26 June 2011

每个晚会有个扫兴,所以我们请你来 (Every party has a pooper, that’s why we invited you)

Well, okay. Maybe I’m celebrating a little early. But given that a film, 《建党伟业》 (Founding of a party), celebrating the 90th anniversary of the founding of the Chinese Communist Party was released just this past week, I think I may have a little licence for celebration and reflection. The more so when one notes that the New York ‘it’s-torture-when-you-do-it-but-enhanced-interrogation-when-we-do’ Times has just come out with both a news article and a review (well, more like a sound bite) of the film, both (as to be expected) broadly negative.

Now, I’d normally be the first person to say that a film produced by a political party narrating that party’s own history is pretty bogus, and I am certainly aware that political content can destroy artistic merit if it is offensive or ham-handed or both, but let’s be clear – a number of very decent films have been produced under state direction, even states whose politics were or are not what I would consider exemplary. The Soviet Union’s Белое солнце пустыни (White sun of the desert) is very much a gem, if you like Westerns… and have a taste for the black humour of Russian comedy. Even though from reviews I went into seeing Kazakhstan’s Қөшпенділер expecting to hate it, it turned out to be an enjoyable popcorn flick with fantastic scenery (character development be damned when there are horse chase scenes and battles to be had!). I actually halfway enjoyed 《建国大业》 (Founding of a republic) for the opposite reasons, namely its colourful characters and Shakespearean overtones to the characters of Mao Zedong and particularly the tragedy of Jiang Jieshi (even if the actual political drama was drastically over-sanitised and even downplayed, such that the propaganda content, such as it was, was pretty tame). I’m not averse to the NYT dumping on a film for its political motivations and the way it is propagated, so long as they acknowledge that’s what they’re doing.

And of course it’s wrong for the government to prey upon the desires of their audience by threatening to delay showings of other films until this one gets more box-office sales. But let’s not fool ourselves even for a moment that such an implied threat is not exactly what nearly all marketing is (if you don’t use this deodorant, the girl you like won’t go out with you; if you don’t wear our brand of clothing, other people won’t think you’re sexy; if you don’t drive our brand of car, other people won’t think you’re classy; if you don’t drink this brand of cola, people will think you’re an old fuddy-duddy; I could go on, but you get the idea – suffice it to say this kind of soft-power coercion, manipulation of desire, is both existentially unhealthy and insidious). If the New York Times is going to criticise the Chinese government for doing this, it seems to me that they might as well round up every last marketer working for every last corporation using TV advertising and give them the same shotgun treatment while they’re at it. Hudge and Gudge all too often wind up doing the same thing by different means.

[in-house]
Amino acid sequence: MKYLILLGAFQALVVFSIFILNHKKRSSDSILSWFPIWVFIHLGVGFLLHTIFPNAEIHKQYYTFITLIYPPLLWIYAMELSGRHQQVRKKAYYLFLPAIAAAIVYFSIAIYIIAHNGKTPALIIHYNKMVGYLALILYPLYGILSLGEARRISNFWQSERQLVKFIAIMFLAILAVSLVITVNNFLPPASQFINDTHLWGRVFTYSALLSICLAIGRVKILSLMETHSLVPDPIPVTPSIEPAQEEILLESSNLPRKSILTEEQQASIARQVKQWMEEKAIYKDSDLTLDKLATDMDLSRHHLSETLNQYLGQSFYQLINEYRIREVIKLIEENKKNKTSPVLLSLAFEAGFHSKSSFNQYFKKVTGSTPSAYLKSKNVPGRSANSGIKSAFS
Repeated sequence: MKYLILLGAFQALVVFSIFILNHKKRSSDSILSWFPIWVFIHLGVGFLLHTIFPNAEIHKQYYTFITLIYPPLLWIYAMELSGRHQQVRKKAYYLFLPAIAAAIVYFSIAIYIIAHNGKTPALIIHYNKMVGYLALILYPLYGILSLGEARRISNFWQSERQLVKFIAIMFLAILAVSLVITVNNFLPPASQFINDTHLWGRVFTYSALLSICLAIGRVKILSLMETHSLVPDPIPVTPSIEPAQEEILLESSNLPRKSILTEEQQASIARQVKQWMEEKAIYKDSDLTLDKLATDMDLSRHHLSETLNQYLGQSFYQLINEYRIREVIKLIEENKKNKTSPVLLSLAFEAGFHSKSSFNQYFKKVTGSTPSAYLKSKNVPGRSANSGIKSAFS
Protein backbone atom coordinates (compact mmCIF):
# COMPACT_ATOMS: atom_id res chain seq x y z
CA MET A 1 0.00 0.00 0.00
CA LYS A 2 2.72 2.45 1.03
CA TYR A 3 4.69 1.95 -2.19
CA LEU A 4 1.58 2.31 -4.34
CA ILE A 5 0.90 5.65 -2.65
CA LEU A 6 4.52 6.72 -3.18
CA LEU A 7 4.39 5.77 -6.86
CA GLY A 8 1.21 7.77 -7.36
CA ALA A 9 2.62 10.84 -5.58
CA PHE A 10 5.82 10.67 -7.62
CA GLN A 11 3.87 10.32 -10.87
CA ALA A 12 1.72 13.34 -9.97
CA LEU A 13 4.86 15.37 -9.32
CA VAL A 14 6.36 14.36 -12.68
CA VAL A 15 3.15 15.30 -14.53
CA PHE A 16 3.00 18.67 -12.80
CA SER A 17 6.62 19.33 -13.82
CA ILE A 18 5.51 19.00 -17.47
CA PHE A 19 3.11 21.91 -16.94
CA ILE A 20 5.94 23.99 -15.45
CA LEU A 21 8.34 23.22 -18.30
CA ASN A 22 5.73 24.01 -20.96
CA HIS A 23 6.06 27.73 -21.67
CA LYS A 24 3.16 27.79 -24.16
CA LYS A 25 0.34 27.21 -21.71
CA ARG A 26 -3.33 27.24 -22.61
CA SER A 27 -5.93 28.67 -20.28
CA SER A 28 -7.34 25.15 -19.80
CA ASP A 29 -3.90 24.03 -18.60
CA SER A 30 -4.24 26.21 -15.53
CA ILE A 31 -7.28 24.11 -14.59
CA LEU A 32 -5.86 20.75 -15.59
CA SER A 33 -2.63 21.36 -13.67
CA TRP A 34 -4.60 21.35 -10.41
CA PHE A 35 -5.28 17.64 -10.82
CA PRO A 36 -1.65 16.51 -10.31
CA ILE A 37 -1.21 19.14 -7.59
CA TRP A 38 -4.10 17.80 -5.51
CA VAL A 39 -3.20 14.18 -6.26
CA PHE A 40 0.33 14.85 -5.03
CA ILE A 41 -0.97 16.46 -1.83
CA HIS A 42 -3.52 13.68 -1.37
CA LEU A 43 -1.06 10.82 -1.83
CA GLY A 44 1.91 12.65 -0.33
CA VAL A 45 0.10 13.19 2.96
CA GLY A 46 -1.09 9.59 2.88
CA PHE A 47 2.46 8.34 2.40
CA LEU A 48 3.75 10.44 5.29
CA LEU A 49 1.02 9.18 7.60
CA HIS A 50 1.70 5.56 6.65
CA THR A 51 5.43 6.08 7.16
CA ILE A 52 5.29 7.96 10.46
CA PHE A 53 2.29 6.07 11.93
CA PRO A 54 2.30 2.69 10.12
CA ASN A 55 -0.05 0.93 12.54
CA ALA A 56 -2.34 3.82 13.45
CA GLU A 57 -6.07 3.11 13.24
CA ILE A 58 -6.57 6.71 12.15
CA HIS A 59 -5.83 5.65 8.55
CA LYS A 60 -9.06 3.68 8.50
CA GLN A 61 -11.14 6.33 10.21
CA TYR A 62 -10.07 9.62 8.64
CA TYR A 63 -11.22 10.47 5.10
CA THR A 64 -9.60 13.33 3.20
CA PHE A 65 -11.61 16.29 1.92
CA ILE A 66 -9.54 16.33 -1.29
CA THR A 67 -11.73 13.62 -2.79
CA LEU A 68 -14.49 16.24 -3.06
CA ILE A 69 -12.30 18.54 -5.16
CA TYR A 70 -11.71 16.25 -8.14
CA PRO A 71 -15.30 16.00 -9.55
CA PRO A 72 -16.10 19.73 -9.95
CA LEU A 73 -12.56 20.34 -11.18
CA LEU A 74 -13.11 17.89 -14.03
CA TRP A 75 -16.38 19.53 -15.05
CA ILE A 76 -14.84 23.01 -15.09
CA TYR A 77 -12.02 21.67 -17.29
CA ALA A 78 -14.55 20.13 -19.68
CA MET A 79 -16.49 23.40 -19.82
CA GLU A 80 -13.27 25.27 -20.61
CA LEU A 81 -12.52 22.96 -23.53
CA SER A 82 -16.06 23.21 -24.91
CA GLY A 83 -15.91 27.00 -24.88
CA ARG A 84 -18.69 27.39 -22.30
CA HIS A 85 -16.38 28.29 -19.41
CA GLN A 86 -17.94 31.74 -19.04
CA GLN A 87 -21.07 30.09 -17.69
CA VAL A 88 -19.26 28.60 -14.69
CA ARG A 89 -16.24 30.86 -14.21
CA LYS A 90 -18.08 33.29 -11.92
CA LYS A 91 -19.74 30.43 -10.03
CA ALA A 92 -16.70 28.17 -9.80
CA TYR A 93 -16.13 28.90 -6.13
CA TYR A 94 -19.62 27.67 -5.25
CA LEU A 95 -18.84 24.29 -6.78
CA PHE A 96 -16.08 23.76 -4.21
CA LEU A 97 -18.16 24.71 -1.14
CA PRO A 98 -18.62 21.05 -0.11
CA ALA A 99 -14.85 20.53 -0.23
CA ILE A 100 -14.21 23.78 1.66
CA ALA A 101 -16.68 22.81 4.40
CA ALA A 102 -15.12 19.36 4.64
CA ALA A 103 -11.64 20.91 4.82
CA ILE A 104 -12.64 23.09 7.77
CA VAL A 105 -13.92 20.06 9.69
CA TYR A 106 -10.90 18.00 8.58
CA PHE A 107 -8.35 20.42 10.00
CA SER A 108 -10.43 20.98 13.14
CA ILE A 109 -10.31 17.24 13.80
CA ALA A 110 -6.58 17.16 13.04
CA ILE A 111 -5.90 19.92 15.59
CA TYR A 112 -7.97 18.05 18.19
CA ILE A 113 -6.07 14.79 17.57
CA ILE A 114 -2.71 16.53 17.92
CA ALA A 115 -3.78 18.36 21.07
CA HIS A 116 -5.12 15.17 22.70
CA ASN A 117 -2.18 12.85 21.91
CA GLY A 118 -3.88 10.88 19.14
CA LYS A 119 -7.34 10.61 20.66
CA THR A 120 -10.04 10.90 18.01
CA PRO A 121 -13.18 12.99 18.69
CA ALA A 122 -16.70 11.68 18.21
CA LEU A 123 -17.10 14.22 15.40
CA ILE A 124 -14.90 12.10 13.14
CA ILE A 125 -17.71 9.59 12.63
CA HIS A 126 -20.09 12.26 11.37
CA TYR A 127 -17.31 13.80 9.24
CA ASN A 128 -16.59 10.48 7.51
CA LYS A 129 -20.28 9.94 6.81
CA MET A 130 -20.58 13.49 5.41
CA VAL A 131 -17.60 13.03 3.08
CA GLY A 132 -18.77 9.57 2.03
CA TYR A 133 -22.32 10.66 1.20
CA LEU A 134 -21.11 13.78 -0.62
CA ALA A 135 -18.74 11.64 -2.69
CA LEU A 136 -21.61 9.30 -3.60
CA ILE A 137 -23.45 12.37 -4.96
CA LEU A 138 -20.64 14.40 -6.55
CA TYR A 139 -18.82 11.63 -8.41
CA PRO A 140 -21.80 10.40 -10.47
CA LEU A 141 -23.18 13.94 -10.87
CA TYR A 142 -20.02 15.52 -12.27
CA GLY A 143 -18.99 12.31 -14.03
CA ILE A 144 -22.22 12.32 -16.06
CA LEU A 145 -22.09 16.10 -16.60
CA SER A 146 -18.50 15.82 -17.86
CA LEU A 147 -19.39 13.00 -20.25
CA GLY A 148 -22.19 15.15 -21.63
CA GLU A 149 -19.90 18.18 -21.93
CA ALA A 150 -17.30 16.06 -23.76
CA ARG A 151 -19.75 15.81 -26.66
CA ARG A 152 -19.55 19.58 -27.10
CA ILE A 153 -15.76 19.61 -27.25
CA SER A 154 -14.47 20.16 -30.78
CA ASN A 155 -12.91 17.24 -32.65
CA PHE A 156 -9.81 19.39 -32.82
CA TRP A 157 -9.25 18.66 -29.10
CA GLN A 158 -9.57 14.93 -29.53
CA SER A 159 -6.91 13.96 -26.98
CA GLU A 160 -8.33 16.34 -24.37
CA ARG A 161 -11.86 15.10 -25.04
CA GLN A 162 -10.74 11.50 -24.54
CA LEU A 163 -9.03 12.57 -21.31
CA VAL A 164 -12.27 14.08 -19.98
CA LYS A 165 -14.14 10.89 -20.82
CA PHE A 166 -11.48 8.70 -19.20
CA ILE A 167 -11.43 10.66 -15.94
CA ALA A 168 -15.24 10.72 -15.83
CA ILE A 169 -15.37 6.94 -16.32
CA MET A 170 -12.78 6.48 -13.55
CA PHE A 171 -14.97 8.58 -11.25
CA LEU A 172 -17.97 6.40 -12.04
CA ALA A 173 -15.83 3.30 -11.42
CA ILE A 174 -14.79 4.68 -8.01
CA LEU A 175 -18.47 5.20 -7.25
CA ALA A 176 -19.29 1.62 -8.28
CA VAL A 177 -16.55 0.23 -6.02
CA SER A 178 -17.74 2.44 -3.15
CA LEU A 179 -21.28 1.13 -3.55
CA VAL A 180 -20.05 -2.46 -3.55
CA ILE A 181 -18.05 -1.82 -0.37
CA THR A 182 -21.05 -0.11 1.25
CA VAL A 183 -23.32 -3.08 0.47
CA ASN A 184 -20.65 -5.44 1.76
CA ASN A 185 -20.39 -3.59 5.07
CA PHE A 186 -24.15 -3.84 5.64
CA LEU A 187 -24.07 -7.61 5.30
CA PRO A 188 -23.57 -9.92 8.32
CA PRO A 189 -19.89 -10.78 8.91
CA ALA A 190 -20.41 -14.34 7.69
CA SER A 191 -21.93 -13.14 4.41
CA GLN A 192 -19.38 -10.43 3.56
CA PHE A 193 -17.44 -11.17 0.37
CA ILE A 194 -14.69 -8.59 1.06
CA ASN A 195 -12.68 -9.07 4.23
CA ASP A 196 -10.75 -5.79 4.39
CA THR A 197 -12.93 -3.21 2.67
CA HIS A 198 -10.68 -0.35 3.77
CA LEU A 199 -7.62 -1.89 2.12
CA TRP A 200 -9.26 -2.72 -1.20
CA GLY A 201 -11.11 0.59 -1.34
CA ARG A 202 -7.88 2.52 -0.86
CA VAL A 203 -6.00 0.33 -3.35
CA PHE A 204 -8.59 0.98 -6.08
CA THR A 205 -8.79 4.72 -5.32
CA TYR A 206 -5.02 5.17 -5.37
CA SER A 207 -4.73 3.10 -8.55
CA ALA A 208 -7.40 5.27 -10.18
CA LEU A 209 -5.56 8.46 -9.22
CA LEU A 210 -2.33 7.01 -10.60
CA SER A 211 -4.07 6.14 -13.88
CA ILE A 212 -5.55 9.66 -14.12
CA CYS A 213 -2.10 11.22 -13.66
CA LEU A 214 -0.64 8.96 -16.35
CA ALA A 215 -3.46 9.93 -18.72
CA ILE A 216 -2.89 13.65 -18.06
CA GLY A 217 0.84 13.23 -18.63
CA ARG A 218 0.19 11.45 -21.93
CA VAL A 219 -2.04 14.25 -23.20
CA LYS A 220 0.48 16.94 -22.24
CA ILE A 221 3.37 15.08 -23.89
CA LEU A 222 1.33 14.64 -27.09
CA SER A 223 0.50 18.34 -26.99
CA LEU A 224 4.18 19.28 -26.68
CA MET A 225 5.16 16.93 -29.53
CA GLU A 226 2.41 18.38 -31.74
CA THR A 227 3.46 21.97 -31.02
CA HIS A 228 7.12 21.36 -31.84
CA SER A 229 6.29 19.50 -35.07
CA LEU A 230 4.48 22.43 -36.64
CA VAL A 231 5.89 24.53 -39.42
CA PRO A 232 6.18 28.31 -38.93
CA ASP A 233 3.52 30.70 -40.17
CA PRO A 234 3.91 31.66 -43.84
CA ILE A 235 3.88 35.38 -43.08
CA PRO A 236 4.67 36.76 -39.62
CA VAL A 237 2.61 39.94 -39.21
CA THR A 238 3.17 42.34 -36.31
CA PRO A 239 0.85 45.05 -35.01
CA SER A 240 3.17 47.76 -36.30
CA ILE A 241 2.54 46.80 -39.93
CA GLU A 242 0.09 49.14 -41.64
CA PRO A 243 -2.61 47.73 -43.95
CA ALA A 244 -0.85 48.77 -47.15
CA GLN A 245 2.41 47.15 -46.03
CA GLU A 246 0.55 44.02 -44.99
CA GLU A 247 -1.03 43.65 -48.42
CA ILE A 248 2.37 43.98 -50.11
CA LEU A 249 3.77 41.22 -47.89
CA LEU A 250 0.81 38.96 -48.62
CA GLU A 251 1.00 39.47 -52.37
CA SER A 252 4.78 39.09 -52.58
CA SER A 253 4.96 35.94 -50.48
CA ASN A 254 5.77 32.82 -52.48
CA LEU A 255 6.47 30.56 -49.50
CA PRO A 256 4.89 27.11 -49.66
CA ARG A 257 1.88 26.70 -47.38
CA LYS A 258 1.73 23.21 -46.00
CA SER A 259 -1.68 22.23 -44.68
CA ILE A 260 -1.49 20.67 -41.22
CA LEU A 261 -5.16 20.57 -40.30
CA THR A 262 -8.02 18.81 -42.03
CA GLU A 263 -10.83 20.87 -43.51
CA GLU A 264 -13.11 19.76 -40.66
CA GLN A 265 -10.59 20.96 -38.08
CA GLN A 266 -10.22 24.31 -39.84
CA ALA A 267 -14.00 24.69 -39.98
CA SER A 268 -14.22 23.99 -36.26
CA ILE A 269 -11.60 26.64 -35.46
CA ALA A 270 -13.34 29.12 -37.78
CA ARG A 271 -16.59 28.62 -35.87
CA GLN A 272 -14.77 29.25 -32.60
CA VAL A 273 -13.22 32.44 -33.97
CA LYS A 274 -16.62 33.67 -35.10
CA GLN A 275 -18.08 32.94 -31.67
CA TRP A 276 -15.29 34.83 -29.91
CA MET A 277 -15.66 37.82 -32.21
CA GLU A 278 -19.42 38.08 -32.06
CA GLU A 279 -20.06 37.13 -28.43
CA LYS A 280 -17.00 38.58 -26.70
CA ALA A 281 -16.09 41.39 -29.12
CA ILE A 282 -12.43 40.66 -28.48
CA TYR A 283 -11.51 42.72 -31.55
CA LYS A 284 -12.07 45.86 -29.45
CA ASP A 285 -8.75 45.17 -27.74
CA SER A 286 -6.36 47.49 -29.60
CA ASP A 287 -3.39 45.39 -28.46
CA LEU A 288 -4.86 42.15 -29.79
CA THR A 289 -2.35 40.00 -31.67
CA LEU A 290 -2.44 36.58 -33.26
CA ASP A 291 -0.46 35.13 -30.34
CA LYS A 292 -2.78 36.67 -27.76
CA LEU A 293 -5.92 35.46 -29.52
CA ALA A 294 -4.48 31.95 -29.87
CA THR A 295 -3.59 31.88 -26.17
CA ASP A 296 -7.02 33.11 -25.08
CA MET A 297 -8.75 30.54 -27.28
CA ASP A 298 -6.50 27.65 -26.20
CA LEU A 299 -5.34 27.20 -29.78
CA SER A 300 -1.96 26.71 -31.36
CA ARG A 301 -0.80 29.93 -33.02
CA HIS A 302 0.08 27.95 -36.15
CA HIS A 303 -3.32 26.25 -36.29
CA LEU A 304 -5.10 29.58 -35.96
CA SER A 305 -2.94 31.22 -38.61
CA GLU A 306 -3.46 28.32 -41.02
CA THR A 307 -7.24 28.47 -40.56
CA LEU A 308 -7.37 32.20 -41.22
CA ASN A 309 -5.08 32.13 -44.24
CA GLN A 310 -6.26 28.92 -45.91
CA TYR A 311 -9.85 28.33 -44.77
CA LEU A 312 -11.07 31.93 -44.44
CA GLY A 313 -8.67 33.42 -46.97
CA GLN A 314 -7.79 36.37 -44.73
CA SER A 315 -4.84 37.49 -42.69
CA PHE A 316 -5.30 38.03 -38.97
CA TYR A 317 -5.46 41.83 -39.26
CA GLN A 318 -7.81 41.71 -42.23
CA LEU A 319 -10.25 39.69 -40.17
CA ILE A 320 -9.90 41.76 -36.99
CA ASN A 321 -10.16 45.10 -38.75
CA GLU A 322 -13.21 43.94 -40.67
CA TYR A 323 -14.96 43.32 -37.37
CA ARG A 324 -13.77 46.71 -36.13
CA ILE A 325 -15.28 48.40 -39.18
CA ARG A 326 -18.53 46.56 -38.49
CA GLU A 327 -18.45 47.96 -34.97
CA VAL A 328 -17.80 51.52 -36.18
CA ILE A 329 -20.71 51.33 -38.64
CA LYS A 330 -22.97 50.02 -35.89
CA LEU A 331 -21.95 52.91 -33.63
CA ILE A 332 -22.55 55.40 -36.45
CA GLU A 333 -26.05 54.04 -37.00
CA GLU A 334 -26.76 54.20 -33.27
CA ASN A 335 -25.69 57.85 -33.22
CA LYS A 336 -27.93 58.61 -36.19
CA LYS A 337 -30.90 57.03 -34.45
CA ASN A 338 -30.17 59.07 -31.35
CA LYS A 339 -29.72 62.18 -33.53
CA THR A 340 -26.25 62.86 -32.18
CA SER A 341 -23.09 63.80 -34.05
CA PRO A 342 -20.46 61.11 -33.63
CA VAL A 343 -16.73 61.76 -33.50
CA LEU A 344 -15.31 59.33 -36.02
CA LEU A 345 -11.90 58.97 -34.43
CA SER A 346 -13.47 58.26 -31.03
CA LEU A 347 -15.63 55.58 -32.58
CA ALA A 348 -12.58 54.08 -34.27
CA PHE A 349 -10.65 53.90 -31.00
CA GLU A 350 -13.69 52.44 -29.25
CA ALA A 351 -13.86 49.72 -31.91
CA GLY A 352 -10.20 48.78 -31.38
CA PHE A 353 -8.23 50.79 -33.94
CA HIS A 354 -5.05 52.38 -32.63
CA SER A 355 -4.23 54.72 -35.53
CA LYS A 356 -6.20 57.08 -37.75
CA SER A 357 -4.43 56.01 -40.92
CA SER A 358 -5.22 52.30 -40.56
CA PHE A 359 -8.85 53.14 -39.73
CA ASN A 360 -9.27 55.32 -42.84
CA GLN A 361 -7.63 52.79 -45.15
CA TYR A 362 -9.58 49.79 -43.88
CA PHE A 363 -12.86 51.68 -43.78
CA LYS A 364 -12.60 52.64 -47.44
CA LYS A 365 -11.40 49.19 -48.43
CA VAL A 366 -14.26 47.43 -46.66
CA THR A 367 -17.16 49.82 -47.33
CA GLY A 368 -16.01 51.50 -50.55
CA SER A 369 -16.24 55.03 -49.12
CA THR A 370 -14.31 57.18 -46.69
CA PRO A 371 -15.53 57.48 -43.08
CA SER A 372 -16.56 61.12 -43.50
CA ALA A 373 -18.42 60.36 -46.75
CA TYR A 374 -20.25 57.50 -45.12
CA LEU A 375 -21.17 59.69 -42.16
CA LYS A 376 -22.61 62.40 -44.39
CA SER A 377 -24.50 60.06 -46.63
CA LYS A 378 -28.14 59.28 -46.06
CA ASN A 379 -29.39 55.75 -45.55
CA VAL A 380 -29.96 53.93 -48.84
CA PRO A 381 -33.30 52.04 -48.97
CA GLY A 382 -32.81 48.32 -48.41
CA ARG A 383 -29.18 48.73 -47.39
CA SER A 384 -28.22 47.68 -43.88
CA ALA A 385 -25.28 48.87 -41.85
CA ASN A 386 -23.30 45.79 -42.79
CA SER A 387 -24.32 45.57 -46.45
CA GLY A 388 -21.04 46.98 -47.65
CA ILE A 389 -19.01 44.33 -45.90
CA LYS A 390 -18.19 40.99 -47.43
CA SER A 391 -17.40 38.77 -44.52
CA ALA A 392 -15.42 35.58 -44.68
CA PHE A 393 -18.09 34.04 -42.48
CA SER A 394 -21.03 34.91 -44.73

Speaking of which, apparently the powers that be are threatening to delay showing the new Transformers movie, so Michael Bay will have to wait a few days to broadcast his lowest-common-denominator American-military-industrial-complex-approved cheap-plastic-toy-selling propaganda in China to line his pockets. Cue the world’s smallest violin for the world’s saddest song. I defer to Ben Croshaw’s highly astute opinion on the Transformers franchise in general; suffice it to say I wouldn’t shed any tears should theatres in China decide of their own accord not to show that particular film. And - let’s face it - it may well be that one of the saving graces of 《建党伟业》 is that it does not star Shia LaBeouf in the main role, even if it may star everybody else and his mother in a cameo.

Seriously, Bill Keller, you can do far better than this. I know your paper has a foreign policy agenda to push, so tell you what – I’ll cut your paper a break when it at least tones down the double standards (and believe me, I’m not the only blogger out there who notices). And I’ll give you three guesses as to which movie I’m going to go watch next – the first two don’t count. I’d like very much to form my own opinions.

EDIT: The pun in the title doesn’t really translate, since there are at least two Chinese words for ‘party’: 党 (dang, political party) and 会 (hui, a meet-up kind of party, like a 晚会 dinner party or a 茶话会 tea party or a 舞会 dance party).

1 comment:

  1. Great post. Soviet cinema was particularly good. My favorite movie is "Dersu Uzala," although technically that was a Soviet-Japanese co-production with Akira Kurosawa at the helm as director.

    In addition to the many great "Red Westerns," the Soviet film industry also produced many quality fantasy films that mixed Slavic folklore with colorful scenery and costumes. I even think some of the more overtly ideological Soviet films such as “Strike” and “The Battleship Potemkin” have a lot of artistic merit.

    Great point about Transformers, by the way. I liked the toys and cartoon as a child, but the movies are unimaginative and crass, even for a franchise that revolves around selling toys and other consumer goods. Unlike many people in my age group, I can’t really see what was so great about the 1980s or 1990s, especially in terms of popular culture. I generally prefer the 1950s-1970s for things like music and television.